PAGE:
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Editorial of the Day (9 July): Climate Change and Hurricanes

Context: Hurricane Beryl made history as the earliest Category 5 hurricane ever recorded in the Atlantic Ocean.

Other Major Hurricanes in the Atlantic Ocean
  • Hurricane Katrina 2005
  • Hurricane Sandy 2012
  • Hurricane Harvey 2017
  • Hurricane Maria 2017

Hurricane Formation

  • Hurricanes form over warm ocean waters near the equator.
  • Warm, moist air rises creating low pressure.
  • Surrounding air rushes in, rises, cools, and condenses into clouds and thunderstorms.
  • This system gains energy from the warm water, forming a hurricane if sustained wind speeds reach 119 kmph or higher.
  • The Saffir-Simpson Hurricane Wind Scale categorises hurricanes based on wind speed (Category 1: 119-153 kmph, Category 5: 252+ kmph).

Beryl’s Rapid Intensification

  • Beryl formed as a tropical depression on June 28th and became a hurricane within 24 hours.
  • It rapidly intensified into a Category 4 hurricane, the first ever recorded in June.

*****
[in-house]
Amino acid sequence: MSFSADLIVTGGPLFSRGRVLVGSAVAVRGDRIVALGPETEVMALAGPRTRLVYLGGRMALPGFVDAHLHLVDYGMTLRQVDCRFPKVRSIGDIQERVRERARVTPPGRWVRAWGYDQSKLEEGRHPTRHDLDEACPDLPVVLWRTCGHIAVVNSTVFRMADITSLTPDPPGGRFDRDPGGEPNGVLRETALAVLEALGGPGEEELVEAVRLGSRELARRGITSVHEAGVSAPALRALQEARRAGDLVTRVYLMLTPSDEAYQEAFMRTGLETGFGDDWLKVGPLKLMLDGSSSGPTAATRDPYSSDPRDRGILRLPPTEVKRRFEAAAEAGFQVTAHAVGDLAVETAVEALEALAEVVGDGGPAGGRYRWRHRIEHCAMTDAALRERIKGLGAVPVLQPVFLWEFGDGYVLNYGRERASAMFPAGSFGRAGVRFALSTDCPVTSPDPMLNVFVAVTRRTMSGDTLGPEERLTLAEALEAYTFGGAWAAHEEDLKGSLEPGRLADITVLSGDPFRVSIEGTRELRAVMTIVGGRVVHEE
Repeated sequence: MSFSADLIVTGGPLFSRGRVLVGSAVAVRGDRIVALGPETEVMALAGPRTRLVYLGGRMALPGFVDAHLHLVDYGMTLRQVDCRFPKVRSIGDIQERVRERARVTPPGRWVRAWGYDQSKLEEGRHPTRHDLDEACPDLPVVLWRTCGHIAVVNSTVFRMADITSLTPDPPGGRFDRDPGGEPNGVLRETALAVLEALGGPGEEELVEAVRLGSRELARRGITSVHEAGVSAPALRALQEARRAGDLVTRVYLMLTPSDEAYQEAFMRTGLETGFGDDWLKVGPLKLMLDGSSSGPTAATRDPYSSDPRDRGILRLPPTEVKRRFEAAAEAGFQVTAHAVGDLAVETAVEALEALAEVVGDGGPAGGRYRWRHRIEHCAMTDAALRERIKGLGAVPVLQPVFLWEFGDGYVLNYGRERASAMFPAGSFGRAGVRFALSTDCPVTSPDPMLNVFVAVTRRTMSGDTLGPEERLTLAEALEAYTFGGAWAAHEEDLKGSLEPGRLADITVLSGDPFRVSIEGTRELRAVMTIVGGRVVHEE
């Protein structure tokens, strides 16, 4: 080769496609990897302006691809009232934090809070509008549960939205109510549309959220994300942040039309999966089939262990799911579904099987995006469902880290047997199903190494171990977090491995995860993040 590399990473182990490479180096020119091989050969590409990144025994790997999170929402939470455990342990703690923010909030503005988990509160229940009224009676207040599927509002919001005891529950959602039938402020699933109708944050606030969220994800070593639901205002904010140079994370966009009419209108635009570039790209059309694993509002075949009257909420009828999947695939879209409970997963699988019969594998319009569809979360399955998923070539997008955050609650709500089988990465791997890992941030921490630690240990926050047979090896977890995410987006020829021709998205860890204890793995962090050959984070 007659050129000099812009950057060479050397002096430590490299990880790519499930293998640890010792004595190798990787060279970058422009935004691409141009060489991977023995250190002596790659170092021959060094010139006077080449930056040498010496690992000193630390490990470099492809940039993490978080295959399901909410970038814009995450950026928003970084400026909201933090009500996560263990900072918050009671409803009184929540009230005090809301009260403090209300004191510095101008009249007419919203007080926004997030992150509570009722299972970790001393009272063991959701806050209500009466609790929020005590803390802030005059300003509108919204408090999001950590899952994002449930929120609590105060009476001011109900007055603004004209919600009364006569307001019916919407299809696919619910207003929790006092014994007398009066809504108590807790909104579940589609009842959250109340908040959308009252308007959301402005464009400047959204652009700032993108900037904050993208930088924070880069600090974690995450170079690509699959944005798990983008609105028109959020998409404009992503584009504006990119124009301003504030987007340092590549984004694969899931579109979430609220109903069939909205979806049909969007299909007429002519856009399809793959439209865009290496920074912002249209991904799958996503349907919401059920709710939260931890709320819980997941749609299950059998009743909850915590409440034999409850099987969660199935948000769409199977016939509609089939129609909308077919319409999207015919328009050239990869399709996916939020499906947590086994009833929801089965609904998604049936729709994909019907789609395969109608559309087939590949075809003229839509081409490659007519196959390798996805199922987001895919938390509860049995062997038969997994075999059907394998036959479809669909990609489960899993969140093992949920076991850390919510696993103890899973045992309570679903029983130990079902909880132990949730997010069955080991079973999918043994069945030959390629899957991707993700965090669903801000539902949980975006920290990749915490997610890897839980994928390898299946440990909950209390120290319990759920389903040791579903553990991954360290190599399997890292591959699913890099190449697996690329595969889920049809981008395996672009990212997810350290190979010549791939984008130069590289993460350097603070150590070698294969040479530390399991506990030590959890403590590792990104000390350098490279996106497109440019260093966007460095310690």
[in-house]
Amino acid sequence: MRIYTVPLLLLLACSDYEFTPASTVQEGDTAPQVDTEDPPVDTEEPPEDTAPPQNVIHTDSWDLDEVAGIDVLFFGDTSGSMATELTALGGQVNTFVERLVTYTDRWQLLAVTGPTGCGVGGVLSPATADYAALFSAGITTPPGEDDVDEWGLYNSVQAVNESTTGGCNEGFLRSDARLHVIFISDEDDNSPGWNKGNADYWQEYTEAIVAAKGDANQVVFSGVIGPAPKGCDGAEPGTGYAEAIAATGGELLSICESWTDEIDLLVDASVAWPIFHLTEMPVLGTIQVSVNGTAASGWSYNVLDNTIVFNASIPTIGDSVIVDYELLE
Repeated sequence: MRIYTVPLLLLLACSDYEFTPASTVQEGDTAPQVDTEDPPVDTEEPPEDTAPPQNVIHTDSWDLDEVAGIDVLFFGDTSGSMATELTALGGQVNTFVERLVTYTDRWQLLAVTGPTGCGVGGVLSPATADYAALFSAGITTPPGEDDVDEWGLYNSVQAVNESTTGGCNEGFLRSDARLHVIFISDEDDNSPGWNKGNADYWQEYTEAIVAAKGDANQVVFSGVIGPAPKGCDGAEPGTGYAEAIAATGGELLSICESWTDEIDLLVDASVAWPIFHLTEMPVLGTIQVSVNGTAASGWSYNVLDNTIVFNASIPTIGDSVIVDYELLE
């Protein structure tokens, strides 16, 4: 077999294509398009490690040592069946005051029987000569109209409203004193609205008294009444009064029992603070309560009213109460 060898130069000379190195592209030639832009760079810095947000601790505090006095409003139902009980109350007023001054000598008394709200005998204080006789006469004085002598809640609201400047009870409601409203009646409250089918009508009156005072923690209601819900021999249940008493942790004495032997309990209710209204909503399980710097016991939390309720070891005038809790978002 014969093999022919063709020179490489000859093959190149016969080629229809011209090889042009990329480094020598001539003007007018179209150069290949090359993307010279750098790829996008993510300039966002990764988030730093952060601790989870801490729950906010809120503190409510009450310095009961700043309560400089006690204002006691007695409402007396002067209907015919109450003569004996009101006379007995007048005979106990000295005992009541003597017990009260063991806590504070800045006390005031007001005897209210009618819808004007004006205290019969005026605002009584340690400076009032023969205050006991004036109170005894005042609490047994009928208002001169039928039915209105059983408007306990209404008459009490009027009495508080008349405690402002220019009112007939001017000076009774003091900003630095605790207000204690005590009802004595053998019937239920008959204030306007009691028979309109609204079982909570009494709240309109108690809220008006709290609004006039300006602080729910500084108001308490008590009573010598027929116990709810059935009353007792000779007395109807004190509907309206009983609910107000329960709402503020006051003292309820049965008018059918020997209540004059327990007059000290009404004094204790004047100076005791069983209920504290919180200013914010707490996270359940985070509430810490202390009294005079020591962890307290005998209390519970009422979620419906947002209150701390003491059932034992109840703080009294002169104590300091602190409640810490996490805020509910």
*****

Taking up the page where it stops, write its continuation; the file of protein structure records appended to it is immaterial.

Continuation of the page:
• By July 1st, Beryl reached Category 4 with winds exceeding 241 kmph, making landfall on Grenada.
  • On July 2nd, Beryl became the strongest July Atlantic hurricane ever recorded, reaching Category 5 with winds of 265.5 kmph.

Editorial of the Day (9 July): Climate Change and Hurricanes_4.1

Climate Change and Beryl’s Early Strength

  • The Atlantic hurricane season typically sees major hurricanes emerge in September due to cooler ocean temperatures earlier in the season.
  • Unusually warm ocean temperatures, both at the surface and deeper down, are considered a primary factor in Beryl’s early development and strength.
  • Rising ocean heat content (OHC) provides more energy for storms to develop and intensify.
  • While directly attributing a single hurricane to climate change is difficult, scientists believe warmer oceans contribute to rapid intensification events.

The Future of Hurricanes

  • The connection between climate change and hurricanes is a subject of ongoing scientific debate.
  • However, there is evidence that climate change may increase the frequency and intensity of rapid intensification events.
  • Warmer oceans could lead to the formation of even more powerful hurricanes in the future.

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